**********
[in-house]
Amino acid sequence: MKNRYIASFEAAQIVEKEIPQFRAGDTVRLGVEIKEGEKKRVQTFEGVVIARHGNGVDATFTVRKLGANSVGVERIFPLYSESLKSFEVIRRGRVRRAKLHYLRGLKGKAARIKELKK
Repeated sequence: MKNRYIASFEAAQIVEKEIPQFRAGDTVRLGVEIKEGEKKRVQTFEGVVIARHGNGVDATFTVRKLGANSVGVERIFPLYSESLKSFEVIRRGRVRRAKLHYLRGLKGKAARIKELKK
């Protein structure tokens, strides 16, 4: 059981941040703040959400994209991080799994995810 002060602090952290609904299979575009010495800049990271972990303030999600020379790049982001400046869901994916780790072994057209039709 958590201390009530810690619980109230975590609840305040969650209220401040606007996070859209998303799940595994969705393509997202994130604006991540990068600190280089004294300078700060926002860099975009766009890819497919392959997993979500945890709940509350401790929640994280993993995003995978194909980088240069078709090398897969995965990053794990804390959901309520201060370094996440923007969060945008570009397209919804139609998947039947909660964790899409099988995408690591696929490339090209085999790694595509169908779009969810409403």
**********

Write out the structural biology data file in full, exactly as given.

[in-house]
Amino acid sequence: MKNRYIASFEAAQIVEKEIPQFRAGDTVRLGVEIKEGEKKRVQTFEGVVIARHGNGVDATFTVRKLGANSVGVERIFPLYSESLKSFEVIRRGRVRRAKLHYLRGLKGKAARIKELKK
Repeated sequence: MKNRYIASFEAAQIVEKEIPQFRAGDTVRLGVEIKEGEKKRVQTFEGVVIARHGNGVDATFTVRKLGANSVGVERIFPLYSESLKSFEVIRRGRVRRAKLHYLRGLKGKAARIKELKK
């Protein structure tokens, strides 16, 4: 059981941040703040959400994209991080799994995810 002060602090952290609904299979575009010495800049990271972990303030999600020379790049982001400046869901994916780790072994057209039709 958590201390009530810690619980109230975590609840305040969650209220401040606007996070859209998303799940595994969705393509997202994130604006991540990068600190280089004294300078700060926002860099975009766009890819497919392959997993979500945890709940509350401790929640994280993993995003995978194909980088240069078709090398897969995965990053794990804390959901309520201060370094996440923007969060945008570009397209919804139609998947039947909660964790899409099988995408690591696929490339090209085999790694595509169908779009969810409403």